With warnings that Cyclone Marcia would be category 4 when it crossed the Queensland coast on February 19-20th 2015, RRT was planning for the disaster that was ahead. The Queensland RRT trailer had been relocated to Bundaberg, a high-risk area. Thankfully Bundaberg suffered little damage; however there was flooding predicted for further south.
The cyclone system entered the Mary River catchment area on Thursday and Friday and the town of Gympie began preparing for a major flood. Around midday Friday, RRT services were requested, with the team being asked to provide meals for at least the next three days.
With rainfall totals of 120 – 200mm recorded in the Mary River catchment area in the 24 hours to 9am Saturday, river levels upstream continued to rise. With further rainfall predicted, residents prepared to evacuate businesses in the lower CBD.
Throughout the flood event the RRT provided a total of 122 meals from Friday night through to Sunday night catering for a variety of emergency personnel including SES, Police, Fire Brigade, Ambulance, Energex and the local disaster management group.
Friday tea, Saturday breakfast and lunch were served to both the South side services and the north side services from the RRT trailer. However, after the Mary River broke its banks on Saturday, flooding the main bridge and cutting access to the north side of town, Saturday tea and all meals on Sunday were supplied on the south side and delivered across the swollen river to the rest of the team in the SES flood boat.
By the time the river had peaked overnight Saturday at 16.6 metres it had flooded around 20 businesses. Fortunately no homes were inundated, but Gympie’s major bridges were cut, along with the Bruce Highway to the north and south of the town.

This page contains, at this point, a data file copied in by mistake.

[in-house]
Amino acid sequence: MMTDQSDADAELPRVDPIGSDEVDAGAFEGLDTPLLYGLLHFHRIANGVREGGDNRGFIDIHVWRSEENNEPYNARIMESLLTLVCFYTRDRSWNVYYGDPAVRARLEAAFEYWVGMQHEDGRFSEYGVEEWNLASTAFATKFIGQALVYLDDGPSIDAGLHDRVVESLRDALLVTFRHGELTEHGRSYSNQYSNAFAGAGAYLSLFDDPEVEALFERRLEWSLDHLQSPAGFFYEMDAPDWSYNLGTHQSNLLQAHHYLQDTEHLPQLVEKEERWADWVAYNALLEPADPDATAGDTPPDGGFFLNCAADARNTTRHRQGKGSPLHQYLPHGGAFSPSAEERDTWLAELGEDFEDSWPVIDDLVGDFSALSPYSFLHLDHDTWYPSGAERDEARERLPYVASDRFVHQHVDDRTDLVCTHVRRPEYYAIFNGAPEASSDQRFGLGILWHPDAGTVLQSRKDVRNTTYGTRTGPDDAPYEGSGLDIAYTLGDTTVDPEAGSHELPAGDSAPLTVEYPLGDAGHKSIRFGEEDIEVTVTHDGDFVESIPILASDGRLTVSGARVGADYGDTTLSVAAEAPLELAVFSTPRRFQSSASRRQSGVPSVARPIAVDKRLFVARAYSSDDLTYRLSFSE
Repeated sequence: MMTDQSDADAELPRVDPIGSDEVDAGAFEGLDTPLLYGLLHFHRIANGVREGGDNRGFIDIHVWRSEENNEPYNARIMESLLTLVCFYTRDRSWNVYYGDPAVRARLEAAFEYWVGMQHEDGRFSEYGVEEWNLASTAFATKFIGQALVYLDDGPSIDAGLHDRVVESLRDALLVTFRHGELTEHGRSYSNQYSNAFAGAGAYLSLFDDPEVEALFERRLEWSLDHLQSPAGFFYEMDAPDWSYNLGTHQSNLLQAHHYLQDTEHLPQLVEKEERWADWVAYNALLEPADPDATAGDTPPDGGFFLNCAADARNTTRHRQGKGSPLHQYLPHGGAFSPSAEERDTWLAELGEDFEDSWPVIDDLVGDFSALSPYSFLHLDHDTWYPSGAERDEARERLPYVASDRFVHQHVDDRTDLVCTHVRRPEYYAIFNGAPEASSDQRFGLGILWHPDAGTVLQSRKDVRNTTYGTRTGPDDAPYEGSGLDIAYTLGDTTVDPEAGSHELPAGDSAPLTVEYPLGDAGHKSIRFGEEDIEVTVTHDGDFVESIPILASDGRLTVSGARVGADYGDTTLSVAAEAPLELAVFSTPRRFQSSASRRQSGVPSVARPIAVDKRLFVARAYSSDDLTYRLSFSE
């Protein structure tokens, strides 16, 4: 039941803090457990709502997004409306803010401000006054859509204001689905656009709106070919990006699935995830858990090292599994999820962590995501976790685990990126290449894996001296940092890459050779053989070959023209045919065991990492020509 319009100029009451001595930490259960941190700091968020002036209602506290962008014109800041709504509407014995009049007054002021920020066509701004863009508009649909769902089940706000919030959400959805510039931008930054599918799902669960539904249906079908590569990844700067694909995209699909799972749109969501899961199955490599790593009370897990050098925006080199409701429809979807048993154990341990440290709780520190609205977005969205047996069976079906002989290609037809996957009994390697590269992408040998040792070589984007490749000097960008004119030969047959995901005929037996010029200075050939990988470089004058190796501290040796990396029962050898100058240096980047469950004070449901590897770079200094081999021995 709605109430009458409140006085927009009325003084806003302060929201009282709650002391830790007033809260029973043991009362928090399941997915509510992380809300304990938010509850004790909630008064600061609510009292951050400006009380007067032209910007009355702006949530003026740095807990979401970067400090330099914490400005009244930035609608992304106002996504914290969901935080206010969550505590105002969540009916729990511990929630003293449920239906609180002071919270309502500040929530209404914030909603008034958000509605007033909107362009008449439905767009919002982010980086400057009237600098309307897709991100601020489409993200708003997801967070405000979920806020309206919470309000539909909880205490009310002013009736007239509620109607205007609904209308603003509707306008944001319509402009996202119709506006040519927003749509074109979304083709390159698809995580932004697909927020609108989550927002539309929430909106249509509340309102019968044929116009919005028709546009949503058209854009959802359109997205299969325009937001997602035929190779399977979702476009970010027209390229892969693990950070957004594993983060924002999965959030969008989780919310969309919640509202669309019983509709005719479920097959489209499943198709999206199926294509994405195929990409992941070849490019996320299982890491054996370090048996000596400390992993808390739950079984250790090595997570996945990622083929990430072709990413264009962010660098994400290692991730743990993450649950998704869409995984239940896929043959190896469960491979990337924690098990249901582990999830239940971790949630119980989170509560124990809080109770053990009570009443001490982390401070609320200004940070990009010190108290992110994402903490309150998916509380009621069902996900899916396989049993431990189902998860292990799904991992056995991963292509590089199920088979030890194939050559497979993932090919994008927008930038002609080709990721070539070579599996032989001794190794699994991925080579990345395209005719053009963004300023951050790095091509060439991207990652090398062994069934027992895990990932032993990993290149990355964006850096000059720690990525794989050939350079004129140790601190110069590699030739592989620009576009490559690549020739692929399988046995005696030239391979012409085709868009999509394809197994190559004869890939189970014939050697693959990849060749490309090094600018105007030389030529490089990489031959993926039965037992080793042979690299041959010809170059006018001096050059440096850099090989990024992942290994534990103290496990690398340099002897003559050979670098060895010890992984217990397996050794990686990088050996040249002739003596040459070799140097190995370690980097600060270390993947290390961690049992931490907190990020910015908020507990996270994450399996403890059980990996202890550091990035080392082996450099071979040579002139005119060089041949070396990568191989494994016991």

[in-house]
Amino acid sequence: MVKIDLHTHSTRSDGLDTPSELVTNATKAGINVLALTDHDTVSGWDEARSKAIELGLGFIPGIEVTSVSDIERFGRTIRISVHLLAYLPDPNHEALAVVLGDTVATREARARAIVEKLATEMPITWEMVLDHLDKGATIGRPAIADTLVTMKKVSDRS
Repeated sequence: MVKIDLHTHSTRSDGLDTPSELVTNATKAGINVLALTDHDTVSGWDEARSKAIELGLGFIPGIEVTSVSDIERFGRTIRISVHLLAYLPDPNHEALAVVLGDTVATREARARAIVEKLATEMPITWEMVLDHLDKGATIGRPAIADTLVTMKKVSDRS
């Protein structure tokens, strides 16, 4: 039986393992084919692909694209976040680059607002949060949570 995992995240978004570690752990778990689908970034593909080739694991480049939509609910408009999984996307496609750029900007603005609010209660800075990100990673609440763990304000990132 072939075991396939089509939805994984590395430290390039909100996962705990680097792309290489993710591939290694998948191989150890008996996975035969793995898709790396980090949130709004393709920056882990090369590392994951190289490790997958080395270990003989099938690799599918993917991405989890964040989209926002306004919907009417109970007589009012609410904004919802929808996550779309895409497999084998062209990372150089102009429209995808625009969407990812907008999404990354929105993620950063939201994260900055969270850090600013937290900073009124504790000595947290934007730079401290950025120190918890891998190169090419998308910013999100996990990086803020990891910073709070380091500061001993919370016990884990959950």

The team received many positive comments from the emergency services who were particularly appreciative of the hot meal at the end of each day.
Meanwhile the cyclone aftermath was heading south, and now dumping huge amounts of rain on Brisbane. Early Saturday morning, the decision was made to transfer the QLD RRT trailer back to the Brisbane base, with the highway being cut just behind them as they passed through Gympie.
Before the trailer arrived a call came from SES Depot Salisbury. Their teams, who had been working 12 hour shifts, had been deployed for three days and were living on takeaways.
Brisbane RRT rushed to provide an evening meal for over 35 hungry SES workers who were very appreciative to receive something substantial.
“This is the best meal we have had since deployment on Thursday” one SES worker remarked. “You don’t know what it means to us to come back and have a good hot meal provided for us” was another’s comment.
On Sunday afternoon another call for assistance in Brisbane came through. 50 lunch packs were required for Monday morning. The teams again rushed into action and were at SES Newmarket at 7.30am Monday to deliver the requested meals.
The reason for the lunch packs was soon explained – with the workload in Brisbane decreasing, a convoy of 10 vehicles with 50 SES team members was being deployed to Rockhampton to assist with the massive recovery efforts there. With a 10-12 hour drive ahead, the SES was glad of a substantial lunch pack to break the journey.
“I thank you guys from the bottom of my heart for what you have been doing for us” the Local Controller said “We will definitely be working together more in future disaster events”